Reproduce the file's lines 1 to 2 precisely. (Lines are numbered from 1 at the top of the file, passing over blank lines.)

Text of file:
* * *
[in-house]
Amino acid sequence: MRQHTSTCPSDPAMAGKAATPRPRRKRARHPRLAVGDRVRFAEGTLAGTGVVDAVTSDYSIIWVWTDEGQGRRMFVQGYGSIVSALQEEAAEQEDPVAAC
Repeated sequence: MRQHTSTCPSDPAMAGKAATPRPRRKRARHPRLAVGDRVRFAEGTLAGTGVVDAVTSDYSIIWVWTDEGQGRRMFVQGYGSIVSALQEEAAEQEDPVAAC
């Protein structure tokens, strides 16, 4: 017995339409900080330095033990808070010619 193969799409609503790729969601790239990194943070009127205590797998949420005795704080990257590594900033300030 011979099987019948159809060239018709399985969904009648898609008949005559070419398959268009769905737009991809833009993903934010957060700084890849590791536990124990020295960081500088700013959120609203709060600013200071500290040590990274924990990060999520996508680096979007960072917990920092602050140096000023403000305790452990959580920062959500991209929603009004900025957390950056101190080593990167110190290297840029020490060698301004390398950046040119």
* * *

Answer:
[in-house]
Amino acid sequence: MRQHTSTCPSDPAMAGKAATPRPRRKRARHPRLAVGDRVRFAEGTLAGTGVVDAVTSDYSIIWVWTDEGQGRRMFVQGYGSIVSALQEEAAEQEDPVAAC